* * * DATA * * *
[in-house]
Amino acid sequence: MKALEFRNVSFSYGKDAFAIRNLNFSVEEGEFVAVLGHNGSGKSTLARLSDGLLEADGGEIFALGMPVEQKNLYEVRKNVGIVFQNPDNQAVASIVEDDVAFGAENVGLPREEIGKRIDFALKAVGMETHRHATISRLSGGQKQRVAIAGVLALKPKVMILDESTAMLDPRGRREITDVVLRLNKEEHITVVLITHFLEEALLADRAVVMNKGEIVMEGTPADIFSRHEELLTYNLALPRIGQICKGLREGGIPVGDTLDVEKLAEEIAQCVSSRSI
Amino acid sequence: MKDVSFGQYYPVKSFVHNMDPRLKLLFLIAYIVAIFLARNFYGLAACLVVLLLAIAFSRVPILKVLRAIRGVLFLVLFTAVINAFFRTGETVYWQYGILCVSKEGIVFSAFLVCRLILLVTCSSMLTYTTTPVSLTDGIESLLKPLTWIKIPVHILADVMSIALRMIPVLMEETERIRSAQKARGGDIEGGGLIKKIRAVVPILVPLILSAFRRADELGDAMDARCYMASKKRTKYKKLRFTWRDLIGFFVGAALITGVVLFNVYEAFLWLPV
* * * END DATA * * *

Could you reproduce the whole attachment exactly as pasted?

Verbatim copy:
[in-house]
Amino acid sequence: MKALEFRNVSFSYGKDAFAIRNLNFSVEEGEFVAVLGHNGSGKSTLARLSDGLLEADGGEIFALGMPVEQKNLYEVRKNVGIVFQNPDNQAVASIVEDDVAFGAENVGLPREEIGKRIDFALKAVGMETHRHATISRLSGGQKQRVAIAGVLALKPKVMILDESTAMLDPRGRREITDVVLRLNKEEHITVVLITHFLEEALLADRAVVMNKGEIVMEGTPADIFSRHEELLTYNLALPRIGQICKGLREGGIPVGDTLDVEKLAEEIAQCVSSRSI
Amino acid sequence: MKDVSFGQYYPVKSFVHNMDPRLKLLFLIAYIVAIFLARNFYGLAACLVVLLLAIAFSRVPILKVLRAIRGVLFLVLFTAVINAFFRTGETVYWQYGILCVSKEGIVFSAFLVCRLILLVTCSSMLTYTTTPVSLTDGIESLLKPLTWIKIPVHILADVMSIALRMIPVLMEETERIRSAQKARGGDIEGGGLIKKIRAVVPILVPLILSAFRRADELGDAMDARCYMASKKRTKYKKLRFTWRDLIGFFVGAALITGVVLFNVYEAFLWLPV